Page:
Oh yay - glaring errors in cover letter... resume, too

Last night I learned that there was a part-time opening for a position I've often thought of as an ideal job for me. (Nope. Sorry. I'm not going to say what it is; I'm not superstitious about "jinxing" things, and yet I find I'm not willing to go all out and say what it is just now.) By this morning I'd decided it couldn't hurt to apply. I'd talked to a couple of friends and gotten their "Well you'd better apply!" supportive comments to spur me on, so I got to work.

Resumes aren't high on my list of documents to keep updated. Should be, no doubt, but truthfully I forget about them the minute I'm finished with them. And so when called upon to send one off on short notice, all sorts of flurry abounds in my little head. Lots of changing and tweaking and updating to make one more word pack a more powerful punch than the one before.

Let me not belabor the point. I viewed and reviewed these documents (the cover letter freshly written, resume updated a smidge,) and finally decided to just let 'em go. You have to stop perseverating eventually, don't you? Of course, once I'd sent them, three guesses as to whether or not I really let them go.

Yea, you guessed it. Later on I opened these documents again and looked at them with fresh eyes.

Oh great. Fabulous. Magnificent. I found more than one mistake.

These are, as we all know, the documents that are meant to speak to our abilities and skills. These are the documents that are meant to introduce us to someone who doesn't know how many rave reviews our colleagues and clients give us...how many times people come to us for our professional opinions over those of others we might think of as more credentialed in the areas in question. And yet I botched 'em. Not glaringly, of course. Nothing so simple as that. But in one sentence I'd moved some words around and, well, you know how once you've read something so many times you read what you think it says rather than what it says? Yea, well, that happened to me. On both documents. And never mind I added one tiny little extra thing which ended up affecting my formatting of one of the documents in a not particularly subtle way.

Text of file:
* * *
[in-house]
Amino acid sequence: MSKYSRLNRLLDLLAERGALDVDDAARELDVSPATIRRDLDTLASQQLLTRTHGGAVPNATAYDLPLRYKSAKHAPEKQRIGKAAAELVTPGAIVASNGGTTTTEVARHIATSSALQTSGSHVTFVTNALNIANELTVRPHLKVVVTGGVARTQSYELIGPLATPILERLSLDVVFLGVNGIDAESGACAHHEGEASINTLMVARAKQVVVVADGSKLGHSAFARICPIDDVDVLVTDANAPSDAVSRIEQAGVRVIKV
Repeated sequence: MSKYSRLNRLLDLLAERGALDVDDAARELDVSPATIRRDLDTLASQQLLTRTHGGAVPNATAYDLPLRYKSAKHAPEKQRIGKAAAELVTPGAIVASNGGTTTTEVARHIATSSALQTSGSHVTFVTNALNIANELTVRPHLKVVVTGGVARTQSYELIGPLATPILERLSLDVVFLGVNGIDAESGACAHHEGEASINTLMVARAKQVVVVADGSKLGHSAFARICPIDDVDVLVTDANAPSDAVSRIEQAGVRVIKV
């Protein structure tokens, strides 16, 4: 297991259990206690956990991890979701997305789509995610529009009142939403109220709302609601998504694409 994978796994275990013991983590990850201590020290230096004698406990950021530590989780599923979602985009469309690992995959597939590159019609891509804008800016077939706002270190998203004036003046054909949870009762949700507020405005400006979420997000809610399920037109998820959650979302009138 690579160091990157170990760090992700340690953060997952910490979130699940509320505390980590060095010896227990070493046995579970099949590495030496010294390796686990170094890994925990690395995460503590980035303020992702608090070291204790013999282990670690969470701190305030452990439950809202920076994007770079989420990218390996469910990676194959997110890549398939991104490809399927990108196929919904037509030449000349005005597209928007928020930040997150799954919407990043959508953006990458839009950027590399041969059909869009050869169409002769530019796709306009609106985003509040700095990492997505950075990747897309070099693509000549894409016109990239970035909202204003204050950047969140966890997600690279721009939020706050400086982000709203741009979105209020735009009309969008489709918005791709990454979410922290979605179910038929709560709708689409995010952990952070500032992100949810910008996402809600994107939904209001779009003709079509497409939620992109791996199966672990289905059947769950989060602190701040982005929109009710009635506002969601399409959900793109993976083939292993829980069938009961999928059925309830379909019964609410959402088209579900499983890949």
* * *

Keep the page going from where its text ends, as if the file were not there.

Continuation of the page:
So what's to be learned from this? Surely a lot. But right now the lesson I'm working on is just to let things be. I know it's a job I could do and be magnificent at. Whether or not I'll get the opportunity remains to be seen. Stressing and worrying over these errors, however, is going to do nothing whatsoever to make my chances any better. I'll be invited to interview or I won't; simple as that. If I do, wow... my imagination tells me the opportunity would be thrilling. And if I don't? Well, I have a pretty stellar life already. I guess I'll go back to making the one I already have just that much better.

Any good news (I mean really good news,) and I'll let you know...